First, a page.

If we are to grow and thrive spiritually, we must take time to cultivate our spiritual roots by implementing the following practices:
Spend Time in Prayer.
Nothing is more nourishing for our spiritual roots than spending time alone with God in prayer. In fact, Psalm 46:10 commands us: “Be still and know that I am God.” It’s in these quiet moments of solitude and mediation that our roots not only grow stronger, but also deeper.
Spend Time in the Word.
Unfortunately we live in a world where a vast majority of people believe that all truth is relative, which basically means there is no truth at all. God’s Word rejects this claim and promises to be our moral and spiritual compass. Psalm 119:105 proclaims: “Your word is a lamp for my feet, and a light on my path.” Without a source of truth to guide us, we are likely to be led down paths that will damage our roots. However, consuming God’s Word on a regular basis will help strengthen our entire root system.
Become Part of a Local Body of Believers.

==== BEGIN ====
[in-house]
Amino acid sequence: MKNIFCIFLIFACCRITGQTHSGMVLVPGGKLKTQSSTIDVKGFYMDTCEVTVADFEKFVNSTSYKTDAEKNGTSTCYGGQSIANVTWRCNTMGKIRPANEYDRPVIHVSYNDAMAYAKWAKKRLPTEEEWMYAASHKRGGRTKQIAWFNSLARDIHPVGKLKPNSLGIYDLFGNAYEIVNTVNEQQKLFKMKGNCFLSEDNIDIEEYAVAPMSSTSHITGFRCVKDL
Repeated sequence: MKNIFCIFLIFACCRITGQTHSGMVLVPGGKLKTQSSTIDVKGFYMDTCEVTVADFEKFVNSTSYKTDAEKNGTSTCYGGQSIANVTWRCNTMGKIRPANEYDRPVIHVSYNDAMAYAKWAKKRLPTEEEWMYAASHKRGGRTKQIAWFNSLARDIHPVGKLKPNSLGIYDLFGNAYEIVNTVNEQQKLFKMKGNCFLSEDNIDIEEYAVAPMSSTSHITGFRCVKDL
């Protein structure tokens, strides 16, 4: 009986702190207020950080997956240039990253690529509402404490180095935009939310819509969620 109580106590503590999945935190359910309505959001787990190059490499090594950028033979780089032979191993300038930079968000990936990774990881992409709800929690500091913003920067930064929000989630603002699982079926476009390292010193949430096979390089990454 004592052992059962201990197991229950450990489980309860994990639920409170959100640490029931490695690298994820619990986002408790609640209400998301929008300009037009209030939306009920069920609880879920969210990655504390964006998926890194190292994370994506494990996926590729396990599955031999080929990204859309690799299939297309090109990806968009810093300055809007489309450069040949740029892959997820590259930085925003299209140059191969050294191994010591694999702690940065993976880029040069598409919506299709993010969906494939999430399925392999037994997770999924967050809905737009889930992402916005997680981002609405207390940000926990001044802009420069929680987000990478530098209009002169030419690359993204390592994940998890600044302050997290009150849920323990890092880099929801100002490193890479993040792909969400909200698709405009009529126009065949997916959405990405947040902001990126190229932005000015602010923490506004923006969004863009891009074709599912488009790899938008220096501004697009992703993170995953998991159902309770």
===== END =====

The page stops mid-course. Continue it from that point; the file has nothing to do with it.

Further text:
Encouragement and support from others is an important source of nourishment for our roots. Hebrews 10:24-25 speaks to this very point when it states:
And let us consider how we may spur one another on toward love and good deeds, not giving up meeting together, as some are in the habit of doing, but encourage one another – and all the more as you see the Day approaching.
Worshipping and fellowshipping with other believers nurtures our roots and encourages growth.
There is something almost magical about serving others. It helps us forget about our own problems as we focus on others and their needs. The most rewarding part of serving others is that not only does it feed our roots, but it also feeds the roots of the person we are helping. For that reason, we should regularly seek out service opportunities that will encourage growth.
Life is filled with hardships and heartache. Sometimes these events severely damage our root system, and we may need the help of a professional to help guide us through the healing process. It is important to heal this type of damaged root to prevent its effects from spreading to our relationships with others. If left untreated, it may even have a negative effect on future generations. While this will be some of the most difficult root work we will ever do, it will also be the most rewarding.
Choose one (or more) of these practices to incorporate into your routine this week. I would love to know what you have chosen and how it is working for you. I would also love to know what other practices have worked for you so I can add them to this list.